Comment by WP Mods says:

Thomas Frank I’m seeing great results with the pippity pop up plugin for increasing my newsletter subscription count. I’ve got it installed on my personal website too. The other two essential plugins for me are vaultpress (for backing up) and gravity forms.

Comment by Thomas Frank says:

@[285639173280:274:WP Mods] fortunately the lightbox plugin was only $18, so I’ve decided to save it in case I need it for a client site or a new project I end up doing down the road :)

Beside the plugins listed in your post, what other ones do you use and recommend?

Comment by Thomas Frank says:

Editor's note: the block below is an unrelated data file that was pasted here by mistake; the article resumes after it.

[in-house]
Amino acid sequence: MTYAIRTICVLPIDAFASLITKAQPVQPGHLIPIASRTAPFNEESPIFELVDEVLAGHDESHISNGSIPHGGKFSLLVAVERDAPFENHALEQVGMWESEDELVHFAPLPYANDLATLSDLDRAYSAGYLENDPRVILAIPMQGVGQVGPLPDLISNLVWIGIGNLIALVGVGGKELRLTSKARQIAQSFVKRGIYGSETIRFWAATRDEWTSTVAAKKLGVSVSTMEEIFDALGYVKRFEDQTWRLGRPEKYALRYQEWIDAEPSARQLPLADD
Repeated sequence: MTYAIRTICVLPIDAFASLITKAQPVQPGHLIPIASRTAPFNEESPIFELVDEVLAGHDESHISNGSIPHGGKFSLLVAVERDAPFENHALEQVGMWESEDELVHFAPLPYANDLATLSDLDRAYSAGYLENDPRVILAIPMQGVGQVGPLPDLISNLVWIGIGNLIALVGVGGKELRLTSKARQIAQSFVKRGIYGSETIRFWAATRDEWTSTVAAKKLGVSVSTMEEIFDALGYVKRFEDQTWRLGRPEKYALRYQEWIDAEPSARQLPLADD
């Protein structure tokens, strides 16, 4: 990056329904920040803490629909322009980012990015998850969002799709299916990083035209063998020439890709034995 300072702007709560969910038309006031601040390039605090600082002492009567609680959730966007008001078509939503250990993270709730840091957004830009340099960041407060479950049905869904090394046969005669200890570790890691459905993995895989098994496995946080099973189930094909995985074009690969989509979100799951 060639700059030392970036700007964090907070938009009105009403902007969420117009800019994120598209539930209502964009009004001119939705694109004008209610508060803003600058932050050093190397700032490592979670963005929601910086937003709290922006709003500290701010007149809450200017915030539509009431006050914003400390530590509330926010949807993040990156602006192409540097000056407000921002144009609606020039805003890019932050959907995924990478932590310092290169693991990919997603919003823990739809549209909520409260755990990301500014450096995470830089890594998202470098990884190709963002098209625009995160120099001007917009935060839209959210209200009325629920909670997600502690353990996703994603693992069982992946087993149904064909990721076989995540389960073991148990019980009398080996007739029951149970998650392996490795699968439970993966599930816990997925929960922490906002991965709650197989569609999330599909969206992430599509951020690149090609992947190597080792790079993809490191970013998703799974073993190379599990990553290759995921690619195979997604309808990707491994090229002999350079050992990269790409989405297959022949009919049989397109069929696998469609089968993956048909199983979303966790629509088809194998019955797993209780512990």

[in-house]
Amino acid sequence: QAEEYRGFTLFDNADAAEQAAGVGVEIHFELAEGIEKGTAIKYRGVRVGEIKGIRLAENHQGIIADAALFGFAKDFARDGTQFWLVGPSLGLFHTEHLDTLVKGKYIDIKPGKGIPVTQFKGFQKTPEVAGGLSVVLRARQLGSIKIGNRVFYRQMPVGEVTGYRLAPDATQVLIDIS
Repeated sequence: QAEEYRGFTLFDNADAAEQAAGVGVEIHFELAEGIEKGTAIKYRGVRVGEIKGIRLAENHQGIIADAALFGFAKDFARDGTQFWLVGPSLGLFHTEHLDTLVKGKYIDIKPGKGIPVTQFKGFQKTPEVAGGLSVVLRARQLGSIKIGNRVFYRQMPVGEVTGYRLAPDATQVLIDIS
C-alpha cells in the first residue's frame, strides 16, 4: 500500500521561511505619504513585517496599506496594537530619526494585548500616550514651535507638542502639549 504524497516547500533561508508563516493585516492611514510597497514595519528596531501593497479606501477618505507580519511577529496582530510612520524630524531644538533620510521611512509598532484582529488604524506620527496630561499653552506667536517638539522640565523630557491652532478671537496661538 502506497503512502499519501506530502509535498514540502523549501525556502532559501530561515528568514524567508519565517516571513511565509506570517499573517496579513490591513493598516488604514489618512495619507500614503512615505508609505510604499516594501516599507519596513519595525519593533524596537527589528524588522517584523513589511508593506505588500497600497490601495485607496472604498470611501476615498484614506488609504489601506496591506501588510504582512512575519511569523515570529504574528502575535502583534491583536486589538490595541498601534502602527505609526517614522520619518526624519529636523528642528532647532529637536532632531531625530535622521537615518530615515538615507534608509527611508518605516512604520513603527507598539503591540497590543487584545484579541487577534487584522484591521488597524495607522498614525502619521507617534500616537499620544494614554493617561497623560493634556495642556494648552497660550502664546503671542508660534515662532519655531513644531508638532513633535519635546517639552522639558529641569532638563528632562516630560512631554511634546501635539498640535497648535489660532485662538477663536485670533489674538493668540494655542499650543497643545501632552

@[285639173280:274:WP Mods] fortunately the lightbox plugin was only $18, so I’ve decided to save it in case I need it for a client site or a new project I end up doing down the road :)

Beside the plugins listed in your post, what other ones do you use and recommend?

Comment by Thomas Frank says:

@[285639173280:274:WP Mods] fortunately the lightbox plugin was only $18, so I’ve decided to save it in case I need it for a client site or a new project I end up doing down the road :)

Beside the plugins listed in your post, what other ones do you use and recommend?

Comment by Thomas Frank says:

@[285639173280:274:WP Mods] fortunately the lightbox plugin was only $18, so I’ve decided to save it in case I need it for a client site or a new project I end up doing down the road :)

Beside the plugins listed in your post, what other ones do you use and recommend?

Comment by Thomas Frank says: